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The Reptile Collection

The Reptile collection is under the care of Herpetologist Leslie Brown , assisted by Reptile Keeper, Tracey Mitchell . Les has been employed by the Society for over 25 years, and Tracey over 10. Both worked closely with previous Zoo Director, Richard O'Grady . There is strong support for the reptile collection from most members of the Zoo Council, and all of the Executive Committee. Dave Blatchford is a member of the Council.

The facilities are extensive with good back-up, off-exhibit resources, though sadly, sorely in need of maintenance, which financial constraints have forced upon us in recent years.

Facilities

The bulk of the reptile collection is accommodated in a Tropical House , approximately 60 metres by 35 metres in area, with glass-fronted enclosures, serviced from the rear, overlooking a central, un-heated planted area. The steel structure of the building was second-hand when it was erected in 1969, though new cladding and brickwork gave it the appearance of being brand new. The main administrative office block of three offices and a staff toilet surmount a wide entrance porch, through which visitors must pass.

On passing through this entrance, one immediately encounters a glass cube, 2 metres square and three metres in height with a floor approximately 1.2 metres above the ground.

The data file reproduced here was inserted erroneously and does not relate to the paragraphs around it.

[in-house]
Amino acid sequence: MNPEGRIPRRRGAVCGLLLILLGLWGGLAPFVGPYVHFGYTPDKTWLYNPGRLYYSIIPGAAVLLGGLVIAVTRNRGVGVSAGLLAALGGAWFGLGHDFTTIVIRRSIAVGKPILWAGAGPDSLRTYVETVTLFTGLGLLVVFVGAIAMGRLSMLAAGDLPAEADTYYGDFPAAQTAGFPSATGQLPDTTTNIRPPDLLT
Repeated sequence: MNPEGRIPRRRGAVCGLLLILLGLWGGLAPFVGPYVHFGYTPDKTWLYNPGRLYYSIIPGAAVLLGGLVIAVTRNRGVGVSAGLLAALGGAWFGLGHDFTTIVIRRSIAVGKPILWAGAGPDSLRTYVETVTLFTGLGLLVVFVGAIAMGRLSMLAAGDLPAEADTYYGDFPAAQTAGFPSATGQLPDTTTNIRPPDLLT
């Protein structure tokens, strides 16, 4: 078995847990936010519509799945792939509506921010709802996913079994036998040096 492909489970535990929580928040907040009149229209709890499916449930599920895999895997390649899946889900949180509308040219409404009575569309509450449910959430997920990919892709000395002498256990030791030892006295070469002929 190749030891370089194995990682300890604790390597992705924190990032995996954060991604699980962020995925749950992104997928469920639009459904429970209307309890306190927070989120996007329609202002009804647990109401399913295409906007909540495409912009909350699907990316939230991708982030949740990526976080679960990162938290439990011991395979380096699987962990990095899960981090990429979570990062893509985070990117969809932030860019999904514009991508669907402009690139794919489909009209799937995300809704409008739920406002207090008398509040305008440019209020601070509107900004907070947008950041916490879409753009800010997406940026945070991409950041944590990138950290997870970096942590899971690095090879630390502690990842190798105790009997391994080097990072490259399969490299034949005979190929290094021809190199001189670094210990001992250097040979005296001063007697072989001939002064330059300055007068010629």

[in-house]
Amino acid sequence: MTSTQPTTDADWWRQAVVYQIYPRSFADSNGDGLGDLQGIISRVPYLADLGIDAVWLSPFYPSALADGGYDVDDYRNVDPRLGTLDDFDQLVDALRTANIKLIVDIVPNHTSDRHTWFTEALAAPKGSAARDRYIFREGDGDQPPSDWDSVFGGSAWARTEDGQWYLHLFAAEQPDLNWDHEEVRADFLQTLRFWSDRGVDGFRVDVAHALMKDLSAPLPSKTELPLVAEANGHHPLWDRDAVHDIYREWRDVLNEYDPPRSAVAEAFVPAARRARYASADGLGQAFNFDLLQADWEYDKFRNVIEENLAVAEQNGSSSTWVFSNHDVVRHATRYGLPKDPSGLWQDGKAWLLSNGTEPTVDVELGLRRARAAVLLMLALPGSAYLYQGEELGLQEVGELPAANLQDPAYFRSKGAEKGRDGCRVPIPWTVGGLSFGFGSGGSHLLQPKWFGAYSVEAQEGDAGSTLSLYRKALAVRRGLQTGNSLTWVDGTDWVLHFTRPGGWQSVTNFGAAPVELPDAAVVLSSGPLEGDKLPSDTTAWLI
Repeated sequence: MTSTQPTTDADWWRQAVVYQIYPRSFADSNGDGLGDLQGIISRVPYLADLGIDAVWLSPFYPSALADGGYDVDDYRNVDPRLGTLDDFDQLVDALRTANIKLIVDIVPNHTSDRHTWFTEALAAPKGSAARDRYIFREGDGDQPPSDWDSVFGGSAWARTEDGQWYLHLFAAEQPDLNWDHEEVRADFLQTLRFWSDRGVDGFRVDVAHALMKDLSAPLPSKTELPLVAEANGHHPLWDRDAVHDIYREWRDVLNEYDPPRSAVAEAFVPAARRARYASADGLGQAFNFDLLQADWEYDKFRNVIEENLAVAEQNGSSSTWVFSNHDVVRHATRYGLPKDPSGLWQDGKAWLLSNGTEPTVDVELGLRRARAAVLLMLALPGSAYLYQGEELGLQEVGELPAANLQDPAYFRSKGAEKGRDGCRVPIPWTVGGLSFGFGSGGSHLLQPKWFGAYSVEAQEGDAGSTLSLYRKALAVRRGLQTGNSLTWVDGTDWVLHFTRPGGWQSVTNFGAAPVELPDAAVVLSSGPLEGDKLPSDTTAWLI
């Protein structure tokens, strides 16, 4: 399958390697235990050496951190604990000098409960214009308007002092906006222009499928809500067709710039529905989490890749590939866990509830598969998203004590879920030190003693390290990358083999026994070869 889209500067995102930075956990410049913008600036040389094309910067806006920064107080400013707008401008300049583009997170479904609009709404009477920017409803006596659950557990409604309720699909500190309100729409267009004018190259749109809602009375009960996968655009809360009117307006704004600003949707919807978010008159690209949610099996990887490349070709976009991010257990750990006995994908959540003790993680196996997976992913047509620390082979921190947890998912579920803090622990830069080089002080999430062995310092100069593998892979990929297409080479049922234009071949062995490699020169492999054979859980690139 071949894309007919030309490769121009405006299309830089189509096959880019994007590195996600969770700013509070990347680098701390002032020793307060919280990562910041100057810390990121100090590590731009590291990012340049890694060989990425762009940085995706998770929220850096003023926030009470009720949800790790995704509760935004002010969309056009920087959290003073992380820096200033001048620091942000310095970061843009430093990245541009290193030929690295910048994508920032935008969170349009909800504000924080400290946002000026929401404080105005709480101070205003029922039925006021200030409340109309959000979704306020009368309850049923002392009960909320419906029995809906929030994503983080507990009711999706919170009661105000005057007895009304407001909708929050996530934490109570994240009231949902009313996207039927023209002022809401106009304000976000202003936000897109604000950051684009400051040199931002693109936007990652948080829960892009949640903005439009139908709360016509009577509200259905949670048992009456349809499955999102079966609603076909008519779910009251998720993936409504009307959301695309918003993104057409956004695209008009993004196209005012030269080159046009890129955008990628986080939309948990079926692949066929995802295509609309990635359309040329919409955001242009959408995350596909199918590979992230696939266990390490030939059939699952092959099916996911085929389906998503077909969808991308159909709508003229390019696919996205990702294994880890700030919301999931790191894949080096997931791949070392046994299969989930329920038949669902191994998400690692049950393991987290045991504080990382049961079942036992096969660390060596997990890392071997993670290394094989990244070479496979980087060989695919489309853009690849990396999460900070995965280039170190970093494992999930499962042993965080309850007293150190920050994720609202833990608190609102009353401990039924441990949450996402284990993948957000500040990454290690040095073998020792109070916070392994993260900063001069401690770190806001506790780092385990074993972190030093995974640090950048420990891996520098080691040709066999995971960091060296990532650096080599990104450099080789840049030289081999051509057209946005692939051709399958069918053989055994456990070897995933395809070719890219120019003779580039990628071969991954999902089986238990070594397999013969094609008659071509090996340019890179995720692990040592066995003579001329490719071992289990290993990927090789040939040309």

Behind the cube is a semi-circular enclosure with a 5 metre frontage and 3.5 metre depth.
Ranged down the right hand side are six enclosures each 3.5 by 2 metres in area, and a further six at 1.2 by 1.2 metres in area. The first has been converted to a glass-fronted incubator room. Heating on this side is provided by a Powermatic , oil-fired, hot air burner, with a temperature gradient hottest in the incubator room, then dropping slightly as further away from the heater you go. So, supplementary heating is provided by suspended heat-lamps and the incubators are individually electrically heated. There are three other large, rectangular enclosures in the central area, grouped next to the main semi-circular enclosure.

The enclosures arranged down the left-hand side of the Tropical House are large, ranging from 3 by 2 metres to 6 by 3 metres in area, and are heated by a combination of underfloor electrical heating and heat-lamps. Several are in need of roof maintenance, unfortunately, as water penetrates in heavy rain.

Reptiles first evolved 280 million years ago. Many types, including the dinosaurs died out. Four orders survive today and are described here:

All reptiles lack a physical mechanism to control body temperature against environment changes, so they occur in predominantly tropical climates. They all have waterproof skin, which is covered in scales, the outer part of these being shed in parts or as one piece when the animal literally grows too big for its skin.

Within the large hall of the Tropical House are free-flying birds of various types who choose to live communally, and feed together:

cockatiels, lovebirds and budgies eating off a log.

Parrotlets

Here we see 2 male cockatiels and 1 female, and 1 peach-faced lovebird in the background. Budgies; a Lutino (yellow) cock, cobalt (blue and white) Australian banded pied cock, a light green (green and yellow Australian banded pied cock, and in the middle a grey-green cock. Photos by Andy Smyth, Photographer. ©

You may also encounter parrotlets which free-fly in the Tropical House

External Resources

Noah's Ark - a reptile rescue centre and sanctuary in the South of England. They take all unwanted, sick etc reptiles. Contact Becky Beacher at: noahs-ark@freeuk.com